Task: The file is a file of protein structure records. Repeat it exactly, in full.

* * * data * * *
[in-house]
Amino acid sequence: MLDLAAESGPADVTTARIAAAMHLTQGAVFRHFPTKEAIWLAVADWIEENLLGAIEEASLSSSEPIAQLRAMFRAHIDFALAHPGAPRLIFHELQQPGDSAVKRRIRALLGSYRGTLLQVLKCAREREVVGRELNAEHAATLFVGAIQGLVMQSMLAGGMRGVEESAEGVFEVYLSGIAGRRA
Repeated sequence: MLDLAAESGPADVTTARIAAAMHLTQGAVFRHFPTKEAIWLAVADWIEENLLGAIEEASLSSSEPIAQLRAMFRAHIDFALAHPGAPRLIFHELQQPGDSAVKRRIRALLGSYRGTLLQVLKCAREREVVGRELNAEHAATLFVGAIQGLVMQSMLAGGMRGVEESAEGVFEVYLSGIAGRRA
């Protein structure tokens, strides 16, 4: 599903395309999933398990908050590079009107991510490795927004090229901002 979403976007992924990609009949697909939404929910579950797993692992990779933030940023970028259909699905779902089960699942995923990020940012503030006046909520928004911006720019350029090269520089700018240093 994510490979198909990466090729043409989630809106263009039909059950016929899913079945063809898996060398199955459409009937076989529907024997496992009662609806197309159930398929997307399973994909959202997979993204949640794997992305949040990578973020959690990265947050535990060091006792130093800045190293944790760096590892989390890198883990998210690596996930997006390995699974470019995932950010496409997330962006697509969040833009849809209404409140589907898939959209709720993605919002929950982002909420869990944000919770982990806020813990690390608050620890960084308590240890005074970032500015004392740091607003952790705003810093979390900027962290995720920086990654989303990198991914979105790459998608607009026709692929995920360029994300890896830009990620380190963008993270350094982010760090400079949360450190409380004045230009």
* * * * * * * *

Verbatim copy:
[in-house]
Amino acid sequence: MLDLAAESGPADVTTARIAAAMHLTQGAVFRHFPTKEAIWLAVADWIEENLLGAIEEASLSSSEPIAQLRAMFRAHIDFALAHPGAPRLIFHELQQPGDSAVKRRIRALLGSYRGTLLQVLKCAREREVVGRELNAEHAATLFVGAIQGLVMQSMLAGGMRGVEESAEGVFEVYLSGIAGRRA
Repeated sequence: MLDLAAESGPADVTTARIAAAMHLTQGAVFRHFPTKEAIWLAVADWIEENLLGAIEEASLSSSEPIAQLRAMFRAHIDFALAHPGAPRLIFHELQQPGDSAVKRRIRALLGSYRGTLLQVLKCAREREVVGRELNAEHAATLFVGAIQGLVMQSMLAGGMRGVEESAEGVFEVYLSGIAGRRA
């Protein structure tokens, strides 16, 4: 599903395309999933398990908050590079009107991510490795927004090229901002 979403976007992924990609009949697909939404929910579950797993692992990779933030940023970028259909699905779902089960699942995923990020940012503030006046909520928004911006720019350029090269520089700018240093 994510490979198909990466090729043409989630809106263009039909059950016929899913079945063809898996060398199955459409009937076989529907024997496992009662609806197309159930398929997307399973994909959202997979993204949640794997992305949040990578973020959690990265947050535990060091006792130093800045190293944790760096590892989390890198883990998210690596996930997006390995699974470019995932950010496409997330962006697509969040833009849809209404409140589907898939959209709720993605919002929950982002909420869990944000919770982990806020813990690390608050620890960084308590240890005074970032500015004392740091607003952790705003810093979390900027962290995720920086990654989303990198991914979105790459998608607009026709692929995920360029994300890896830009990620380190963008993270350094982010760090400079949360450190409380004045230009």